The pipeline lives on pharos.caltech.edu, its repository can be found at https://github.com/nickkonidaris/kpy (the SEDMr repository).

I _strongly_ recommend that you connect to pharos via VNC. If your connection closes, this allows you to preserve state and long-running commands are not shutdown.

One can execute a “SED Machine verison of Python” as follows

pharos> ~npk/sedm


The following steps must be followed:

1. Create a directory to put output data:

pharos> mkdir /scr2/npk/cd /scr2/npk/sedm/OUTPUT/

2. Copy data from the RAW directory to the output directory. This is a bit confusing because files are labeled with local time, so they’re split into two directories. Thus you must use the Mover command:

# Do this to reduce date on Mar 25 2015
pharos> cd /scr2/npk/sedm/OUTPUT/
pharos> ~npk/spy move /scr2/npk/sedm/raw/2015mar25/ifu*fits .
pharos> ~npk/spy move /scr2/npk/sedm/raw/2015mar26/ifu*fits .
OUTPUT ....
pharos> ls
2015mar24 2015mar25 2015mar26

3. Create the Makefile:

pharos> cd 2015mar25
pharos> ~npk/spy /scr2/npk/PYTHON/SEDMr/Plan.py ifu*fits
OUTPUT should indicate several types of calibrations (Hg, Cd, twilight, dome, Xe)

4. Check the makefile (with less) to see that its populated. NOTE: The Makefile dependencies are not yet correct, this will take a few days of debugging to get right. For now, you have to handle the makefile “By hand”.

5. Execute the following

# Create bias and debias the FITS files in the directory. Output should move
# fast here.
pharos> make -j16 bias
# Now check bias files created
pharos> ls b_*
# lots of output should be here

# Now cosmic ray reject:
pharos> make -j4 crrs
# Cosmic ray reject is buggy. Keep using the unix top command to see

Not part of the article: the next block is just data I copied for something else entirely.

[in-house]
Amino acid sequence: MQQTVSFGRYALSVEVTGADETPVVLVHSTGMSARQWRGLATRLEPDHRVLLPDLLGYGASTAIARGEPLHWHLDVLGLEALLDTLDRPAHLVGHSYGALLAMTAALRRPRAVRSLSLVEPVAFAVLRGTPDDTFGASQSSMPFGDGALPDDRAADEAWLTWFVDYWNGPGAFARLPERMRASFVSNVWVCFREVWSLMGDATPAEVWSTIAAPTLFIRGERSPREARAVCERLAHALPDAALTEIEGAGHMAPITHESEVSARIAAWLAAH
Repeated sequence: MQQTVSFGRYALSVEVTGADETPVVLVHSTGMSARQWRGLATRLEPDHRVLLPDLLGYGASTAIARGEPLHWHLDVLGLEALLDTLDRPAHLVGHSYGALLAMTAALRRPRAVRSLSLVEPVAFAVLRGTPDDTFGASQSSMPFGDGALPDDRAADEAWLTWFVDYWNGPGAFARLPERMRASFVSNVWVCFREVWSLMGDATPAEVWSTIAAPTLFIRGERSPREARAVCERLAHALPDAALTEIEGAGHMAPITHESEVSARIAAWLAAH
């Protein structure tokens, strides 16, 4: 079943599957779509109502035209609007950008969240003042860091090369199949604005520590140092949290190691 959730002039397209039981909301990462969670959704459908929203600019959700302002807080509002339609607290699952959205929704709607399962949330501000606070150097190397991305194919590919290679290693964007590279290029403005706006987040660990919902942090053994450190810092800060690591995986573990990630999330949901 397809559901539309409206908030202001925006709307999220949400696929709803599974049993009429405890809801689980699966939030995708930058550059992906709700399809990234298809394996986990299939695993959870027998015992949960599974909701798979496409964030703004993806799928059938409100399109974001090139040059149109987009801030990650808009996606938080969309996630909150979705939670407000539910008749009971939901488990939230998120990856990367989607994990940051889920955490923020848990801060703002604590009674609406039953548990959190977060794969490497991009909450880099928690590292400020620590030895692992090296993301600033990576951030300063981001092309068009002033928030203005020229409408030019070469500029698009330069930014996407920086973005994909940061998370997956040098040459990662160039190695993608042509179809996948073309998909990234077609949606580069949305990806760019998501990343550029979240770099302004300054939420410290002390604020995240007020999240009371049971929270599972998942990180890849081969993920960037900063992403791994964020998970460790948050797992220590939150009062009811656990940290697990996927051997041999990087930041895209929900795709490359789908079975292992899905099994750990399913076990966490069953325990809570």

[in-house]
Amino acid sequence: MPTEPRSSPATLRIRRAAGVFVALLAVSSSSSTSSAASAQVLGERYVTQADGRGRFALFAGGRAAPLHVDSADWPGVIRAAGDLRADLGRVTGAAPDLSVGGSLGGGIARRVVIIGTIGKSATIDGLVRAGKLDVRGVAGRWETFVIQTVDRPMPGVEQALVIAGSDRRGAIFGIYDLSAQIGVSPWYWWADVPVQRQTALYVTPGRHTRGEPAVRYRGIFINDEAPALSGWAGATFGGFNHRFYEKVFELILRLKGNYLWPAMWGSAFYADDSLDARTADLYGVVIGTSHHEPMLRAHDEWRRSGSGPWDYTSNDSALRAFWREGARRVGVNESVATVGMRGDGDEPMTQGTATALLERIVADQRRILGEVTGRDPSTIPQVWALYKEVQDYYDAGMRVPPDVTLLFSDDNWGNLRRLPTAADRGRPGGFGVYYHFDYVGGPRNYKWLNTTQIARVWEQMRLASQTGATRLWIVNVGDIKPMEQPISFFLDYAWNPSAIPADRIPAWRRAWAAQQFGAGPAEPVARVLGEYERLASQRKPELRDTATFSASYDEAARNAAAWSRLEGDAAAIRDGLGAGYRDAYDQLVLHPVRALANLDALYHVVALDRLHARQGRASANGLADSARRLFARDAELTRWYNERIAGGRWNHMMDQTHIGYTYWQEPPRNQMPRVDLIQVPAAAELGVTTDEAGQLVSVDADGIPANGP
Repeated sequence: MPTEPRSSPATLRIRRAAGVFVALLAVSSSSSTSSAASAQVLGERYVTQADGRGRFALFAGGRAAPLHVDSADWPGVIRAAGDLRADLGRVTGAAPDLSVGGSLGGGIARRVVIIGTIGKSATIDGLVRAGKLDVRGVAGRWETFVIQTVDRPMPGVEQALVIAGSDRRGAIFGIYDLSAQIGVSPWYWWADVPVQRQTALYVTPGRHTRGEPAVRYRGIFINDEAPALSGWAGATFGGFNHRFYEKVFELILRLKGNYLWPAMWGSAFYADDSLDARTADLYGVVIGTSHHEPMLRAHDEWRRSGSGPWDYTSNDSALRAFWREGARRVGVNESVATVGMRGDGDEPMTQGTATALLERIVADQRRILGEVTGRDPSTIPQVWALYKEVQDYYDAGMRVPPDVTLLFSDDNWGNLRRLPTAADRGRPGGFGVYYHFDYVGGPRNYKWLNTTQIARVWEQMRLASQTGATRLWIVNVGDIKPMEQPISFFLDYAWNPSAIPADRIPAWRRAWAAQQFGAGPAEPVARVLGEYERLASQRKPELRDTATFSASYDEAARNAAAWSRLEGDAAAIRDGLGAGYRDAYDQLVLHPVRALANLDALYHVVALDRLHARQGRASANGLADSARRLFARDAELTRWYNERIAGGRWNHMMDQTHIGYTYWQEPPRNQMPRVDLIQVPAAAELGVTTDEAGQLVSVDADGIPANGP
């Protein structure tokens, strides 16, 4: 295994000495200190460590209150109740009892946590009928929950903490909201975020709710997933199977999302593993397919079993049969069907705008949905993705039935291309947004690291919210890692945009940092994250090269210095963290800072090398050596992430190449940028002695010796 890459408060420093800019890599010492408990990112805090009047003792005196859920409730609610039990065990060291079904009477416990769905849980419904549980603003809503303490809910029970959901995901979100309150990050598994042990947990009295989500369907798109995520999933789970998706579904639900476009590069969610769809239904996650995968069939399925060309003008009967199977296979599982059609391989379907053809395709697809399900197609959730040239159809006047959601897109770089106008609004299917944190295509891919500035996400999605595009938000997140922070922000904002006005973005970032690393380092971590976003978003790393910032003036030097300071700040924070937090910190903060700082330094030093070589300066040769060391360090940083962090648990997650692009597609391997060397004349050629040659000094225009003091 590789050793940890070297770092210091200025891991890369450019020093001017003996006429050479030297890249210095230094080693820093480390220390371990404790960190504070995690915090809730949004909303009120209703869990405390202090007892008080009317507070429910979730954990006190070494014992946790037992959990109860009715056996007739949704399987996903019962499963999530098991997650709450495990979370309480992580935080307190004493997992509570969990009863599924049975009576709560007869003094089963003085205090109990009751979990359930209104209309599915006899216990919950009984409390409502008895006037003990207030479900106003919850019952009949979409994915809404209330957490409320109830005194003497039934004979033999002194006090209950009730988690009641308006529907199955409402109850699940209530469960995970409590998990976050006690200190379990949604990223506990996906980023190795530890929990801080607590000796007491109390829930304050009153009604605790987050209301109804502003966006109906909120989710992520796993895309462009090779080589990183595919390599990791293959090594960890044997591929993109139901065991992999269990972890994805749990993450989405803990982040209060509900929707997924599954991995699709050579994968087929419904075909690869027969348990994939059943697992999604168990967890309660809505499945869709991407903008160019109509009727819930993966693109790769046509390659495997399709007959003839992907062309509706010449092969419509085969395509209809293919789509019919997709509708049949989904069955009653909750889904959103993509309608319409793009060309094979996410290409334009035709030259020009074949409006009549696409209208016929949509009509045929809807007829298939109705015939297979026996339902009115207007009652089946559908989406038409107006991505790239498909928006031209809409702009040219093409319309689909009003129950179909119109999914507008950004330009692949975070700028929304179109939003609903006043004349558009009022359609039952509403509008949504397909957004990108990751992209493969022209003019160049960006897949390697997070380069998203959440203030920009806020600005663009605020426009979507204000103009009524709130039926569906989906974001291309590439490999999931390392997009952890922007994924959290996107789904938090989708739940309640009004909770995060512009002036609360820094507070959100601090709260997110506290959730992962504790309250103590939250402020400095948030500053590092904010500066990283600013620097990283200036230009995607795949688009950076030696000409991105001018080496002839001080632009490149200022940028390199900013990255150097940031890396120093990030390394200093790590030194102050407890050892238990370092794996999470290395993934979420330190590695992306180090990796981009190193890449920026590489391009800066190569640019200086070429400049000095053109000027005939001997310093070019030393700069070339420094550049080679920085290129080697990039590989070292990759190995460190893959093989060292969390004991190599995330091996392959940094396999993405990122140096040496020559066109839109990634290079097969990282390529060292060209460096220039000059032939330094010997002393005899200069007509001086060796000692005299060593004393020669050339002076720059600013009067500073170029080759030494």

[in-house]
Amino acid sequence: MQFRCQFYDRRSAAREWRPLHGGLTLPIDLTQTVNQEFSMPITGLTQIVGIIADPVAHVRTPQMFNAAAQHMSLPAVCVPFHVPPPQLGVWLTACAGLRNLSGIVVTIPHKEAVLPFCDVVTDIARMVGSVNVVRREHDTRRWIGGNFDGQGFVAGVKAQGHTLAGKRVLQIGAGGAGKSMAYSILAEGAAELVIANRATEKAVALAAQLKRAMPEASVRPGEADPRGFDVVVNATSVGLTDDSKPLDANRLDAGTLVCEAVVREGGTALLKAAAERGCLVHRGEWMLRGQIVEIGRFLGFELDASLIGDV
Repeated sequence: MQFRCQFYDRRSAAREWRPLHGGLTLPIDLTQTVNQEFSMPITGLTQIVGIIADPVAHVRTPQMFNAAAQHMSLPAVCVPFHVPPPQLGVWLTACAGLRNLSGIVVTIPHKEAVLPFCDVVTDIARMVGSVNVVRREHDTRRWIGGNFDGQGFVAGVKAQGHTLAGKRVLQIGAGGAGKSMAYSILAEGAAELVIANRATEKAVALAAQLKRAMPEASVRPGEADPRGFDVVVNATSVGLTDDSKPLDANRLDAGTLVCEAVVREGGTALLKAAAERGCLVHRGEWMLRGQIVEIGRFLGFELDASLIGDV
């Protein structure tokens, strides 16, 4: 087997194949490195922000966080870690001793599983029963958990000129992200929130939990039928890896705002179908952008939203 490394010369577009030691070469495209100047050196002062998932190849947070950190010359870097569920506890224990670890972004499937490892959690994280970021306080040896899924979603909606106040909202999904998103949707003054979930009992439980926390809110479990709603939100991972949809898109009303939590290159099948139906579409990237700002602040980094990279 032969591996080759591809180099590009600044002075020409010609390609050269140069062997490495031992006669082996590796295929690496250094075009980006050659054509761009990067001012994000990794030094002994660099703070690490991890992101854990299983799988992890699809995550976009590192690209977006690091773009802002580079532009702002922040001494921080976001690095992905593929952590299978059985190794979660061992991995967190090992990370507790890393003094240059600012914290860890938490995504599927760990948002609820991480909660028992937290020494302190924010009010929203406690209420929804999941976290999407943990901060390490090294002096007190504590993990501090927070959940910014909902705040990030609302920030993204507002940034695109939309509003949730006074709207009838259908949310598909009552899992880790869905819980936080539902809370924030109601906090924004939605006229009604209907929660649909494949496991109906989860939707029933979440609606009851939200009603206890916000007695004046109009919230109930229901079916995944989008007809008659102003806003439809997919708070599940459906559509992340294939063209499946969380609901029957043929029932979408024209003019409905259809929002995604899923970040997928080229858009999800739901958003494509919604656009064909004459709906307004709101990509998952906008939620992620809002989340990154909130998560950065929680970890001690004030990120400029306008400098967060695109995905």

# if any process has been running for more than 20 minutes. If it has
# you must kill the offending process

# Now create the wavelength solution. The first two steps are a few minute.
pharos> make -j16 seg_dome.fits
pharos> make -j16 seg_Hg.fits
pharos> make -j16 Xe.fits

# These steps do the heavy lifting and take many minutes.
# Perform these steps in the afternoon during dinner.
pharos> make -j16 rough.npy
pharos> make -j16 fine.npy
pharos> make -j16 cube.npy

# Remove scattered "background " light, this is a very memory-intensive
# process. Make sure to not use too many cores (or you'll kill pharos).
# Each file will take about five minutes, it's worth doing this constantly
# throughout the night.
# Make sure to perform this step during dinner.
pharos> make -j2 back

# Make flexure measurements, should take ~ 30s
pharos> make -j8 flex

6. It’s worth performing the following checks. HINT: During the course of the night, make sure you rune the Check.py routine to ensure the spectrograph is in focus.

1. Check that the dome.fits file and seg_dome.fits file correspond by opening both in ds9. For instance, the following image shows good agreement:
1. Check that the identified ridgelines map to the dome lamps by executing “ds9 dome.fits -region ds9_dome.fits_segments.reg”. The output should look like:
1. Check that the data cube looks regular and that RMS trace width is about 1.1 or 1.2 pixel. If much higher the spectrograph is out of focus. Execute

pharos> ~npk/spy check --cube cube.npy


The above image shows a few “blank spots” at the edge of the field, these are probably OK. The streak of missing spaxels in the upper left is a problem and a bug in the DRP code. As long as the streak doesn’t go through the “middle” of the IFU, you should proceed.

The coordinates of the hexagonal spaxels are illustrated here.

1. Look at some of the flexure measurement PDF files. In some cases (Calibration data or short exposures) the flexure measurement will be garbage; the DPR should recognize these types of exposures and ignore them (bug: it doesn’t yet.) Ignore these short exposures, instead take a look at a long science exposure, example:

pharos> acroread flex_bs_crr_b_ifu20150326_03_49_39.npy.pdf


you will see a figure like:

The green line found the strong sodium emission feature in the night sky, and the flexure measurement is based on the offset between this green line and its expected position.

7. Reduce your first spectrum, for instance, a standard star:

# Search Makefile for the target spectrum name
pharos> less Makefile
pharos> make STD-BD+33d2642_obs3.npy

8. Check the spectrum:

~npk/spy check --spec spectrum_STD-BD+33d2642_obs3.npy


You’ll see:

1. Document A-B extractions here.

Last updated on 09 November 2017